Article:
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Discussion Starter #1
Hi all,

Having a bit of fun with my 10 at Phillip Island last week, and finally decided to try and tame the handling a little.

At the moment, when I change up gears down the main straight at full noise, it does a little headshake each time. I haven't consciously changed geometry (although the ex-BSB frame is new so possibly running a little more rear ride height. Pretty sure it was doing it before the frame change.

I have a set of adjustable offset triple clamps, and was thinking about swapping over the offsets to get some more trail. Does anyone have any other thoughts as to why it might be doing this ?

Suspect this is geometry rather than suspension setup.

Thanks,
Brian
 

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I don't know if anyone here is running a BSB frame which I'm sure is vastly different from a stock frame. Have you checked the British forums for info from someone using that frame. The stock Gen 4 needs some more rear ride height it doesn't headshake but tends to run wide on corner exit. Other than that the stock dampner needs a rebuild to work properly. Perhaps turn the dampner stiffer a bit may do the trick or have it rebuilt if you haven't done that yet.
 

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Discussion Starter #3
Thanks mate, fairly sure geometry is mostly the same (although linkage pivot point has been moved). Have done some work on the steering damper myself, soldered up the hole in the needle and turned / cleaned it on the lathe. Think I'll be trying the offsets first and see what happens; pain in the bum pulling the front end off, but I have the parts so at least no cost to it !

Cheers,
Brian
 

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Thanks mate, fairly sure geometry is mostly the same (although linkage pivot point has been moved). Have done some work on the steering damper myself, soldered up the hole in the needle and turned / cleaned it on the lathe. Think I'll be trying the offsets first and see what happens; pain in the bum pulling the front end off, but I have the parts so at least no cost to it !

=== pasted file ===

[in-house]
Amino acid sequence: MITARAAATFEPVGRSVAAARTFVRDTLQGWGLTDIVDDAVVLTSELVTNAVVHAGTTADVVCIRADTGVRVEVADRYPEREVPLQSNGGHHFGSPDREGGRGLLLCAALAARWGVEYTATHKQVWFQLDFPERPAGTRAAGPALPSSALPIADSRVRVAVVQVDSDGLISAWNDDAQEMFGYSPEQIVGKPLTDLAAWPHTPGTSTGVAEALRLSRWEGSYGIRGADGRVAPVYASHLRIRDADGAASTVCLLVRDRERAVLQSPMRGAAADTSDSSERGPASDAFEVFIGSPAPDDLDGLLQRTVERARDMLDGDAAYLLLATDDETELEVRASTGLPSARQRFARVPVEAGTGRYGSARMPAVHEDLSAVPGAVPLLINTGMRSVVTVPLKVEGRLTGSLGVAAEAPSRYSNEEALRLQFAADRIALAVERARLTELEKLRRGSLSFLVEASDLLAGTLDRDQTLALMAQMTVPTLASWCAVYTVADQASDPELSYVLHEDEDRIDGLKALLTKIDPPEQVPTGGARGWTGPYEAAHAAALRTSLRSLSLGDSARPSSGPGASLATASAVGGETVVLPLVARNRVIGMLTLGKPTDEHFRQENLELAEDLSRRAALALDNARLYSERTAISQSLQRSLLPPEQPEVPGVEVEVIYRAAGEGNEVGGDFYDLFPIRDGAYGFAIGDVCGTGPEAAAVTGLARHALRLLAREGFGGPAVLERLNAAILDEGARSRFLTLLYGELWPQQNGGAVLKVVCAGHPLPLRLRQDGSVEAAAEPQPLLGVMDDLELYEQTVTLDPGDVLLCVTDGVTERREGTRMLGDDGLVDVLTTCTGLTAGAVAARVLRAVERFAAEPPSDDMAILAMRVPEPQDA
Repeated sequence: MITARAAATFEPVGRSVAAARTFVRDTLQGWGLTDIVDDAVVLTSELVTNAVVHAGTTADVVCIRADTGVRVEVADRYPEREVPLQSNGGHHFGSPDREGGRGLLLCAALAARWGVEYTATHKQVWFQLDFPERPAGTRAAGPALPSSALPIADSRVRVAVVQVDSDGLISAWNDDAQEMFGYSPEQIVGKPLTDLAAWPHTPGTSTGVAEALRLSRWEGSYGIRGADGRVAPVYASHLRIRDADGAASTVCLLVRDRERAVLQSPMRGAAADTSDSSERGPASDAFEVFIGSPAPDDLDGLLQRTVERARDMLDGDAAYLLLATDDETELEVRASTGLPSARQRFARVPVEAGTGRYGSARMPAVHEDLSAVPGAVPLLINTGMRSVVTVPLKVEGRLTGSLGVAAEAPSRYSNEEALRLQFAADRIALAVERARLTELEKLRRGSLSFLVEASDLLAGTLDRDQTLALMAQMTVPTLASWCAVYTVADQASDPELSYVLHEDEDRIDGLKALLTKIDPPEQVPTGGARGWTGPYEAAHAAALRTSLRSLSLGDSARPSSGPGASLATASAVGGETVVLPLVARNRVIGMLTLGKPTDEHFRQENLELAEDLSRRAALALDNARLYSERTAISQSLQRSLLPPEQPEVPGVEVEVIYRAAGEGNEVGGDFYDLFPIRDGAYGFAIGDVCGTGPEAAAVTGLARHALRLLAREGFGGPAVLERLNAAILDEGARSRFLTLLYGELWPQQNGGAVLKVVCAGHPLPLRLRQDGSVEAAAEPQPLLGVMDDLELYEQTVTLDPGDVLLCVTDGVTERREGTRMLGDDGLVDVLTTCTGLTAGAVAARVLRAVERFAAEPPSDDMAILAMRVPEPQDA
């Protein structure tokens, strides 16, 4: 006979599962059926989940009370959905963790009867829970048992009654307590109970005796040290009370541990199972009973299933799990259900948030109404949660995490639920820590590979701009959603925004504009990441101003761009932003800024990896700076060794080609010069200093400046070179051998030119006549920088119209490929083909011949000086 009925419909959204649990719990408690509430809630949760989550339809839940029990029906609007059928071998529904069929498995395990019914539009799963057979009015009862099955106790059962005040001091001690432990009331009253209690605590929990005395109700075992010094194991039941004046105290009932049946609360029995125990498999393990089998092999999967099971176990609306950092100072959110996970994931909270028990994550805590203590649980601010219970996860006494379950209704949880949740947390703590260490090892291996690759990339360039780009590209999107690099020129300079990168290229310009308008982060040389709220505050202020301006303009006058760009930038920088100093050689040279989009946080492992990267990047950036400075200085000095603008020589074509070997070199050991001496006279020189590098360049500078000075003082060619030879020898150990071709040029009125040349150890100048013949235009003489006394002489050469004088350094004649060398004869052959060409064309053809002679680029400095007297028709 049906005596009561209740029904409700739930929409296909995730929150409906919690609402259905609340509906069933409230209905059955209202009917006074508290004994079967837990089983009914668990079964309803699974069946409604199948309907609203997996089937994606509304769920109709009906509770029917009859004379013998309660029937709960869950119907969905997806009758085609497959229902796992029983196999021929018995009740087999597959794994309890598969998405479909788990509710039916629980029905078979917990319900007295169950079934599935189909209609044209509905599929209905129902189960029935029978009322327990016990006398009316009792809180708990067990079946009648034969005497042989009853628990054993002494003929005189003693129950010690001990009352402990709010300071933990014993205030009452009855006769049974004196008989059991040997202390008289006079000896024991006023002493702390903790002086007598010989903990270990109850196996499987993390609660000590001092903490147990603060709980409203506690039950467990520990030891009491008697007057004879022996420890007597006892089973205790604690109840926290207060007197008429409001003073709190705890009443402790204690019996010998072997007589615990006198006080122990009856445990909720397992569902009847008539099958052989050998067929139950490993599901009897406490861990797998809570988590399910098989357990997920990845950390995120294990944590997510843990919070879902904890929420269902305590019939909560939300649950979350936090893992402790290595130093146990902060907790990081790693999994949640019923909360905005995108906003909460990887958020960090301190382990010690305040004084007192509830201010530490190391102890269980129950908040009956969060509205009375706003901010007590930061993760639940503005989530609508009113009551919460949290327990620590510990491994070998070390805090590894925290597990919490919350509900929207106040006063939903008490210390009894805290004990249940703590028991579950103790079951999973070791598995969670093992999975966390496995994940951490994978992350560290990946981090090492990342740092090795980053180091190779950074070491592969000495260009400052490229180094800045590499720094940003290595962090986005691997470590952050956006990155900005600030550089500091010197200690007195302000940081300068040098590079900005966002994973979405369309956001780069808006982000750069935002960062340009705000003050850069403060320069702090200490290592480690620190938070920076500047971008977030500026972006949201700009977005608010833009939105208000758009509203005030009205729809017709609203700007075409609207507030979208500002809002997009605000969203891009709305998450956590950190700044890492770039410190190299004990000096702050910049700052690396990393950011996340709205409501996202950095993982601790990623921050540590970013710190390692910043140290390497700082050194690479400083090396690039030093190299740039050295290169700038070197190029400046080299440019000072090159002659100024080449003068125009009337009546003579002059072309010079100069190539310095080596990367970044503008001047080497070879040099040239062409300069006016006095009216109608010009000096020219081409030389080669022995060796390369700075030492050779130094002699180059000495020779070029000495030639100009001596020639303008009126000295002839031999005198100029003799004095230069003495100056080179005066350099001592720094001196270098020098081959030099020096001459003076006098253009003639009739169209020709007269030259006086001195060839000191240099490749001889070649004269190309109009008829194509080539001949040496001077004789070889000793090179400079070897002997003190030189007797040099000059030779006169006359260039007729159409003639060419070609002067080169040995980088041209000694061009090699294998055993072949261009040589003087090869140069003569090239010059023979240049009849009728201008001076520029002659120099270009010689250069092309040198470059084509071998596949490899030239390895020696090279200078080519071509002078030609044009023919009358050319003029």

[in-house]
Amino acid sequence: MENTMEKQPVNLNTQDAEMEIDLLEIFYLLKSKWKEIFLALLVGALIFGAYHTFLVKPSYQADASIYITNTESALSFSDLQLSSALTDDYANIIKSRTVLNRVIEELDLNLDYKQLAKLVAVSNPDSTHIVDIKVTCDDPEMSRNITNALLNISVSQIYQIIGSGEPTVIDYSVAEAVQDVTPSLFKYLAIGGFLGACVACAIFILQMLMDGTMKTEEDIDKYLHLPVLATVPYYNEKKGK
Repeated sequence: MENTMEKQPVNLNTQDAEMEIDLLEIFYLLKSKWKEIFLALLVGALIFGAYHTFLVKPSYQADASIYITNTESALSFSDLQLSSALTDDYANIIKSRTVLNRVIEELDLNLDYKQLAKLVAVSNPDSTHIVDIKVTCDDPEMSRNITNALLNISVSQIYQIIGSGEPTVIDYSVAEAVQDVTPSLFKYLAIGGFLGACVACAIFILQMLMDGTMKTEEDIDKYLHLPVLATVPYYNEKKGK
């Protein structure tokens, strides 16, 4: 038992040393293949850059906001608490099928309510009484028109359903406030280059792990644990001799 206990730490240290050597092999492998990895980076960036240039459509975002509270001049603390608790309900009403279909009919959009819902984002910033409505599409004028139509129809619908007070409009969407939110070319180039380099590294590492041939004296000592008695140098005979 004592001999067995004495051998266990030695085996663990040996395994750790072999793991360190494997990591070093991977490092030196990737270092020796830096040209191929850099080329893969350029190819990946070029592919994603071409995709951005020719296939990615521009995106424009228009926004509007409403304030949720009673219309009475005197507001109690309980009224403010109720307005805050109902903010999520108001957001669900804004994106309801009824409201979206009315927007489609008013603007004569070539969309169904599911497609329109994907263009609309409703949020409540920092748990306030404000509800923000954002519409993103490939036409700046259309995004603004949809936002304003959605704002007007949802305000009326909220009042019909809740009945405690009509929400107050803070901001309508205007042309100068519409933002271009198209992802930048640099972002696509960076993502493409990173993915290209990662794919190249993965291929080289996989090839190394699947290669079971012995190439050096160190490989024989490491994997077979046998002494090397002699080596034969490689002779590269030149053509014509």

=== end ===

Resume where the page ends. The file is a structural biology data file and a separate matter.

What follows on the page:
Cheers,
Brian

Trying the offsets first sounds like the best Idea. Hopefully that will solve the problem. Yes its a pain to pull the front end apart but the results will probably be worth the effort. :grin2:
 

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I'd highly recommend that you put a Scotts (in Europe called Ohlins rotary) Stabilizer Damper on that bike Right Now.
 

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A slight headshake when accelerating is normal. I just watched a video I took of a session at a recent track day, I didn't even realize my track bike (GSX-R 750 L2) had been doing a little mild headshake when exiting turns under power. Camera shows it but never noticed it whilst riding. Gen 4 does it too.

Now if it is just plain ornery and unstable, that's a different story, you aren't giving a lot to go on.

But obviously if something has changed and the bike is scaring you, need to figure out why.

I have gotten that same bike to get really out of shape before, incipient tankslapper territory, being too crazy on the gas, power wheelies in 1st/2nd gear it will misbehave, but that was sloppy riding.

Cannot really diagnose or cure on the Internet, ride carefully until you sort it, then continue to ride carefully as no bike is "tankslapper-proof."
 

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I'd highly recommend that you put a Scotts (in Europe called Ohlins rotary) Stabilizer Damper on that bike Right Now.
Better put something on it, need some kind of good damper for sure. I just don't hold with radical solutions right off the bat, tearing the whole front end off and changing up things is not likely to help. Especially since the torque on the steering head has a huge effect on this and that alone might cure it (torque steering bearings). Good luck with it.:wink:
 

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Discussion Starter #11
I lowered the rear and helped inmensly...
Thanks mate, plenty of ideas to try. Have decided that my first step will be to do nothing ... I was running new rearsets in an uncomfortable position, and quite possibly was putting more effort into the shifting due to the angle - it's possible that may have upset the bike, so since I've gone back to the previous rearsets anyway, I'll be riding later this month with the bike as is - will report back.

Cheers,
Brian
 
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